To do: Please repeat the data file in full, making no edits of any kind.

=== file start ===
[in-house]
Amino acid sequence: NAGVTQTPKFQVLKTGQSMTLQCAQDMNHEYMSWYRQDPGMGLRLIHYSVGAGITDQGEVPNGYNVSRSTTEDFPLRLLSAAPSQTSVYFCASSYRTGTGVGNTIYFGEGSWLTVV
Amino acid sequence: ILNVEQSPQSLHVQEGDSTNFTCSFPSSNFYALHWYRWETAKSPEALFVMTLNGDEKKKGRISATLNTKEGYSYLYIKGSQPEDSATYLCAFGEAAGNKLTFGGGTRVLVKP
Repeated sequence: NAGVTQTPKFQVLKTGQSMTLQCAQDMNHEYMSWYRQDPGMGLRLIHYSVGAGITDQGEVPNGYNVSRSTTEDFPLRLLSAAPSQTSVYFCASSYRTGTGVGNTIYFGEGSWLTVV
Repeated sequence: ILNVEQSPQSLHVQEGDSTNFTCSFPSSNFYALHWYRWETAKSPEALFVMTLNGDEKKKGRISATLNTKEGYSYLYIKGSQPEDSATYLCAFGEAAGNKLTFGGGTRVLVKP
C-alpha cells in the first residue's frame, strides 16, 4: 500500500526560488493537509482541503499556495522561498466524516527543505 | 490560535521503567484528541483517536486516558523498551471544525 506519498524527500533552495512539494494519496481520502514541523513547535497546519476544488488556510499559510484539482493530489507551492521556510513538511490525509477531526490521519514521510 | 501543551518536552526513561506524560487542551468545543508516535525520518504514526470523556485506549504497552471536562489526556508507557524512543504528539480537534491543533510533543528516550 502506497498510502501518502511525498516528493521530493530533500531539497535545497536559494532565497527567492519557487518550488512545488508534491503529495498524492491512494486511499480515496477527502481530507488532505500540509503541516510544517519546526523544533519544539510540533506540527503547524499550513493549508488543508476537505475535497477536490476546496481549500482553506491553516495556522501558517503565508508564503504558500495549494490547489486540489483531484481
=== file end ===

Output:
[in-house]
Amino acid sequence: NAGVTQTPKFQVLKTGQSMTLQCAQDMNHEYMSWYRQDPGMGLRLIHYSVGAGITDQGEVPNGYNVSRSTTEDFPLRLLSAAPSQTSVYFCASSYRTGTGVGNTIYFGEGSWLTVV
Amino acid sequence: ILNVEQSPQSLHVQEGDSTNFTCSFPSSNFYALHWYRWETAKSPEALFVMTLNGDEKKKGRISATLNTKEGYSYLYIKGSQPEDSATYLCAFGEAAGNKLTFGGGTRVLVKP
Repeated sequence: NAGVTQTPKFQVLKTGQSMTLQCAQDMNHEYMSWYRQDPGMGLRLIHYSVGAGITDQGEVPNGYNVSRSTTEDFPLRLLSAAPSQTSVYFCASSYRTGTGVGNTIYFGEGSWLTVV
Repeated sequence: ILNVEQSPQSLHVQEGDSTNFTCSFPSSNFYALHWYRWETAKSPEALFVMTLNGDEKKKGRISATLNTKEGYSYLYIKGSQPEDSATYLCAFGEAAGNKLTFGGGTRVLVKP
C-alpha cells in the first residue's frame, strides 16, 4: 500500500526560488493537509482541503499556495522561498466524516527543505 | 490560535521503567484528541483517536486516558523498551471544525 506519498524527500533552495512539494494519496481520502514541523513547535497546519476544488488556510499559510484539482493530489507551492521556510513538511490525509477531526490521519514521510 | 501543551518536552526513561506524560487542551468545543508516535525520518504514526470523556485506549504497552471536562489526556508507557524512543504528539480537534491543533510533543528516550 502506497498510502501518502511525498516528493521530493530533500531539497535545497536559494532565497527567492519557487518550488512545488508534491503529495498524492491512494486511499480515496477527502481530507488532505500540509503541516510544517519546526523544533519544539510540533506540527503547524499550513493549508488543508476537505475535497477536490476546496481549500482553506491553516495556522501558517503565508508564503504558500495549494490547489486540489483531484481